Gecksteroids! Asteroids and Geckos May Share Common Force

The asteroid Itokawa (as imaged by the Japanese Hayabusa probe) and a gecko tattoo. Bear with me, it'll make sense soon (JAXA)

The asteroid Itokawa (as imaged by the Japanese Hayabusa probe) and a gecko tattoo. Bear with me, it'll make sense soon (JAXA)

What do asteroids and geckos have in common? Not a lot, as you’d expect, but they may share a common force.

This rather strange notion comes from research being done by a team of University of Colorado scientists who have been studying the odd nature of the asteroid Itokawa. When the Japanese Hayabusa mission visited the space rock in 2005 (Hayabusa’s sample return capsule is set to return to Earth on June 13th by the way), it noticed the asteroid was composed of smaller bits of rubble, rather than one solid chunk. Although this isn’t a surprise in itself — indeed, many asteroids are believed to be floating “rubble piles” — the rate of spin of the asteroid posed a problem.

Itokawa spins rather fast and if only the force of gravity was keeping the lumps of rock together, they would have been flung out into space long ago. In short, the asteroid shouldn’t exist.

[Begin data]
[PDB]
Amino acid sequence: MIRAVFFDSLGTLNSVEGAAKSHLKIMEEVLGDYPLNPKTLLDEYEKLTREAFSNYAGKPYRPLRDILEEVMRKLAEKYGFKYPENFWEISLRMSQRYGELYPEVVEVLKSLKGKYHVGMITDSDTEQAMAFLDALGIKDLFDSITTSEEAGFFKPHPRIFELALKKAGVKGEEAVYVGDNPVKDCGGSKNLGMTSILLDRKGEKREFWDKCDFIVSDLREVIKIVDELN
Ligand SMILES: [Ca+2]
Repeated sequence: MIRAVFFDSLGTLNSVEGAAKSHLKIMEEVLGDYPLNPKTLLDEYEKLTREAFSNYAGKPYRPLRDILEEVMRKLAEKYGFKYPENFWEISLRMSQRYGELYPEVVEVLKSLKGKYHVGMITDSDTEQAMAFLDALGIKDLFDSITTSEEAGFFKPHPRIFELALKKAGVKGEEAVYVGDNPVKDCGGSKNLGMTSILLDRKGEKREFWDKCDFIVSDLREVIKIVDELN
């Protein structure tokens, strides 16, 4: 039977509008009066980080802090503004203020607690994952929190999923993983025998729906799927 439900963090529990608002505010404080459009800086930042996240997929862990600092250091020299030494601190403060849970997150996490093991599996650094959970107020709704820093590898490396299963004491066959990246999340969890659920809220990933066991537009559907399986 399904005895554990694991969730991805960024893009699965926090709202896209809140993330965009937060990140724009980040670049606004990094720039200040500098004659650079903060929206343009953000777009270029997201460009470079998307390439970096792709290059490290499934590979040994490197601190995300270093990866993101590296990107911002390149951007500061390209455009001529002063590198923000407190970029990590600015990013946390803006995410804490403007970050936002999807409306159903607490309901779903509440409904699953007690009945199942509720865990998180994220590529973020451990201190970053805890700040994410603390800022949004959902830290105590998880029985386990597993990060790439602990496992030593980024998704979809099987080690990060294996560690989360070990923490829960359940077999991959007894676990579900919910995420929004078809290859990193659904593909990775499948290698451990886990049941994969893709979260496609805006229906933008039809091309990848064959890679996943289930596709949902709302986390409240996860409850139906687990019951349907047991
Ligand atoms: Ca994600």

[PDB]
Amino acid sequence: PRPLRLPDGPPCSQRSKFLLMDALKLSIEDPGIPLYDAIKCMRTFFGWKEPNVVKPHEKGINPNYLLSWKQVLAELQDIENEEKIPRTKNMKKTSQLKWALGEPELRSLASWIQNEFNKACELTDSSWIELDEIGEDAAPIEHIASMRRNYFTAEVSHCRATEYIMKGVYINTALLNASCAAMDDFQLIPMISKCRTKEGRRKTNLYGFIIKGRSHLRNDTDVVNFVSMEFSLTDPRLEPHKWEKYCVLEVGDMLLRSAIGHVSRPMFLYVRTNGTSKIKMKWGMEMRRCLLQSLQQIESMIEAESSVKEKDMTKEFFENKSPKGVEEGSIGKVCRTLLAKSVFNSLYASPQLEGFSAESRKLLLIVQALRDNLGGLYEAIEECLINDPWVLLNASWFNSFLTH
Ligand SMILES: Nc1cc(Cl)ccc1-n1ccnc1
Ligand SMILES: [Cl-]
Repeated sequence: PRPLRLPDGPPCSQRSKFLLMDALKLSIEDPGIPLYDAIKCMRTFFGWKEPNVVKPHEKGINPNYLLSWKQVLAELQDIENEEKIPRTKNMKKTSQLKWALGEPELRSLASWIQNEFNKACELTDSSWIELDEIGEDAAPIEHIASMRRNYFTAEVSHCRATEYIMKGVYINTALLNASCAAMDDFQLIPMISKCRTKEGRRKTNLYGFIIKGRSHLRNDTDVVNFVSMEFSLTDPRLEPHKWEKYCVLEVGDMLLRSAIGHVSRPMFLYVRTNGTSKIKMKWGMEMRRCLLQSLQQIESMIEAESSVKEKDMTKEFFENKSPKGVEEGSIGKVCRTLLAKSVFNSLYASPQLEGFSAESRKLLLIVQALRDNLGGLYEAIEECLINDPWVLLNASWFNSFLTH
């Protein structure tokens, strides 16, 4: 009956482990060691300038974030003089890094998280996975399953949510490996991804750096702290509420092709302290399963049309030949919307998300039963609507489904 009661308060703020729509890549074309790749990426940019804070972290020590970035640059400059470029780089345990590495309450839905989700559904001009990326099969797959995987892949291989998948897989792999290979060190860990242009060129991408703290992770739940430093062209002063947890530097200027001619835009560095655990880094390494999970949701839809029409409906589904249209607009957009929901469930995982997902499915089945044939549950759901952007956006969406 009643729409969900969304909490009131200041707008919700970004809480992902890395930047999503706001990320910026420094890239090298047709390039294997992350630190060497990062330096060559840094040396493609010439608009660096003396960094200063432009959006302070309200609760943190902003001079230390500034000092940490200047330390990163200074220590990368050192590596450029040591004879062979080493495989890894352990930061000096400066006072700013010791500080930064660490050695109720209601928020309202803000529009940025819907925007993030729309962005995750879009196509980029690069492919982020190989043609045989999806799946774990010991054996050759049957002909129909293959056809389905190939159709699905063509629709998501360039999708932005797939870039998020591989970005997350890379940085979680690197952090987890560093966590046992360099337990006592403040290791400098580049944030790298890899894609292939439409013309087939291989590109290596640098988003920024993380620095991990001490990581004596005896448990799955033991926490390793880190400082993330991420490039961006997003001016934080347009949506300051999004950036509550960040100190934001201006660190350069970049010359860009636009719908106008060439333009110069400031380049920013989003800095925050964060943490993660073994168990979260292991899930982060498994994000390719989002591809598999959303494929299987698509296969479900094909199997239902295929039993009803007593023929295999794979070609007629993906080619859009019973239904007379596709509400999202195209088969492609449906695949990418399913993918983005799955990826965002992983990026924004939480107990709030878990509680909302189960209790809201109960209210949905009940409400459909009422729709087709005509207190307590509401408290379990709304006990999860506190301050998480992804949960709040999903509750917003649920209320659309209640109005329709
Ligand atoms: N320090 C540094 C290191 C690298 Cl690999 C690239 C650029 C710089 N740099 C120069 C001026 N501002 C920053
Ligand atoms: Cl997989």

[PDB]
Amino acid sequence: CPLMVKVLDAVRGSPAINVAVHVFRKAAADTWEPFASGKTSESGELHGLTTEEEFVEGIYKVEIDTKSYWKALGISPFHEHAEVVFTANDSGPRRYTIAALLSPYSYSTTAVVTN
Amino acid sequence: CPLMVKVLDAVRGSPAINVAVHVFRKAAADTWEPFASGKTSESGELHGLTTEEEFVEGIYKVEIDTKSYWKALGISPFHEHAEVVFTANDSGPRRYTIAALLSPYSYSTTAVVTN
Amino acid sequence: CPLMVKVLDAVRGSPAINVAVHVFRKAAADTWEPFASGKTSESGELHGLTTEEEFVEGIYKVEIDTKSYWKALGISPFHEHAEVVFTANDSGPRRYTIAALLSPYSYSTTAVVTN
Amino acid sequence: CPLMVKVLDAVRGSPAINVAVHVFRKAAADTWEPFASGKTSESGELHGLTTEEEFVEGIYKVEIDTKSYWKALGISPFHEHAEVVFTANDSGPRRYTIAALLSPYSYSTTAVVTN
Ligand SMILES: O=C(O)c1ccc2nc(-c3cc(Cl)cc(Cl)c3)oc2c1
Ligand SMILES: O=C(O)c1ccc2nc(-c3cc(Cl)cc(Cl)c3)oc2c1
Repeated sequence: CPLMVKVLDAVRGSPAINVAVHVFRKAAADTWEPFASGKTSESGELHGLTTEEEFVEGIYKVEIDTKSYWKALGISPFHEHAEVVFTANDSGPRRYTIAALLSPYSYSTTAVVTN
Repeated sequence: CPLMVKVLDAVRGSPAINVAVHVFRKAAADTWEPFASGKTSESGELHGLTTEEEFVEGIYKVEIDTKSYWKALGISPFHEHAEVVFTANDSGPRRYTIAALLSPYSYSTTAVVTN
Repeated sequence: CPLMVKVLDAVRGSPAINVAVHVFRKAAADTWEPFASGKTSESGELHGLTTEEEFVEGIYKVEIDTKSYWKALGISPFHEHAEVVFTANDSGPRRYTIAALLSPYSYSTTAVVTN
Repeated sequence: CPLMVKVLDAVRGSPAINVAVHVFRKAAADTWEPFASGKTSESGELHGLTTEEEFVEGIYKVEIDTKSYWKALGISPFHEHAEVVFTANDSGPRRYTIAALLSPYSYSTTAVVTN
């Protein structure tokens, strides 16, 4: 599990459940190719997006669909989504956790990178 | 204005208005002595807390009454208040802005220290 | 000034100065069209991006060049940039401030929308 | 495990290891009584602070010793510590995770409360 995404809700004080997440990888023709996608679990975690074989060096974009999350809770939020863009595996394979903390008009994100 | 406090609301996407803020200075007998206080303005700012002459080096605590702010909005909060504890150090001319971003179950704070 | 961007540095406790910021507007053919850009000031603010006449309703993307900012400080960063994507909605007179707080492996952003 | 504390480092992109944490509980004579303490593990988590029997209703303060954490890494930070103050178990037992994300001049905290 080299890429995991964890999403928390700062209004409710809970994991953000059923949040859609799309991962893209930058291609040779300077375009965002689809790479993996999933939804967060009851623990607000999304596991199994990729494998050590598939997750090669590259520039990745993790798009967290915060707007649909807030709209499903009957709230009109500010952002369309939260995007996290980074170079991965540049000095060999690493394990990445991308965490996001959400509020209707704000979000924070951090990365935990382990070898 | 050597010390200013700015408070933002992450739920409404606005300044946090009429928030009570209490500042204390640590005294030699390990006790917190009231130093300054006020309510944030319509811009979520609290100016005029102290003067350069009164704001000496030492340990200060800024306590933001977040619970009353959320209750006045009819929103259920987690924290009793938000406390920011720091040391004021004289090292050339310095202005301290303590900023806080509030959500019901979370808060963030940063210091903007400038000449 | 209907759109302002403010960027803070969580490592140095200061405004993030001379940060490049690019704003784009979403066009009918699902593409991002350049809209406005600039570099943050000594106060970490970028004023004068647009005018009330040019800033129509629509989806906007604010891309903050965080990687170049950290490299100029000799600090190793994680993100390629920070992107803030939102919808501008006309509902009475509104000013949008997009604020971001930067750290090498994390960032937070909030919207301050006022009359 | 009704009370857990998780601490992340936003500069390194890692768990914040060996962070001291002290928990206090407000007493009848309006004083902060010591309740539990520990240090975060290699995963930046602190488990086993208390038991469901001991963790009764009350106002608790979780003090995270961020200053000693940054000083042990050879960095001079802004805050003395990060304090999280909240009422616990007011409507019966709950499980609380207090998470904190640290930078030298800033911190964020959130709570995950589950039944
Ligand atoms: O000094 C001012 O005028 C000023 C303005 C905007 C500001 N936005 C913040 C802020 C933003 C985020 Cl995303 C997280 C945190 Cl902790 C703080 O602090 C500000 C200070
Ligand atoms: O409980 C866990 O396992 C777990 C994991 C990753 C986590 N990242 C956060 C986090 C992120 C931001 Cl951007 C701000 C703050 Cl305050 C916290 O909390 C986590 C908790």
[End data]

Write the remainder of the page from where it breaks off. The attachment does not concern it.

Although plenty of theories have been bandied around, one idea seems to stick.

More commonly found as a force that holds molecules together, the van der Waals force may bind the individual components of the asteroid together, acting against the centripetal force caused by its spin.

But where do the geckos come in?

Geckos are highly skilled in the “climbing up walls” department, and it’s the van der Waals force that makes this happen. Should the body of a gecko be tilted in such a way against a perfectly smooth, “impossible” to climb surface, the gravity acting on the little creature will trigger the force into action. Therefore geckos have evolved to exploit the practical application of van der Waals.

This has some rather interesting ramifications for asteroid evolution too. During early stages of asteroid formation, the larger fragments of rock are flung off; the centripetal force exceeds that of gravity. In the latter stages of development, only the smallest rocks remain behind, their mass small enough to allow van der Waals forces to overcome the spin.

So, there you have it, asteroids do have something in common with geckos. It seems only right to call these space rubble piles “Gecksteroids.”

Thanks to my Discovery News colleague Jennifer Ouellette for drawing the comparison between asteroids and geckos!

Source: Discovery News, arXiv.org